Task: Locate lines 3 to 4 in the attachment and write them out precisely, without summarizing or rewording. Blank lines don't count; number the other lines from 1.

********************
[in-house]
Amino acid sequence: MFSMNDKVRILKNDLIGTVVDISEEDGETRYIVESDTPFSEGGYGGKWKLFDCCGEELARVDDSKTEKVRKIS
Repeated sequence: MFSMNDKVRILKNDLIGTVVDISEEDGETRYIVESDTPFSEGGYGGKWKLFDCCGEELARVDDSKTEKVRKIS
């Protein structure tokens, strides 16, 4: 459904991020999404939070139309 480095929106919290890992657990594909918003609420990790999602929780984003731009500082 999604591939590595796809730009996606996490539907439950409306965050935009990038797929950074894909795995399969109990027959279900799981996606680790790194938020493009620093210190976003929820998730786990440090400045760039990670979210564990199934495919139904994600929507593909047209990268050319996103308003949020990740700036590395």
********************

Repeated sequence: MFSMNDKVRILKNDLIGTVVDISEEDGETRYIVESDTPFSEGGYGGKWKLFDCCGEELARVDDSKTEKVRKIS
């Protein structure tokens, strides 16, 4: 459904991020999404939070139309 480095929106919290890992657990594909918003609420990790999602929780984003731009500082 999604591939590595796809730009996606996490539907439950409306965050935009990038797929950074894909795995399969109990027959279900799981996606680790790194938020493009620093210190976003929820998730786990440090400045760039990670979210564990199934495919139904994600929507593909047209990268050319996103308003949020990740700036590395």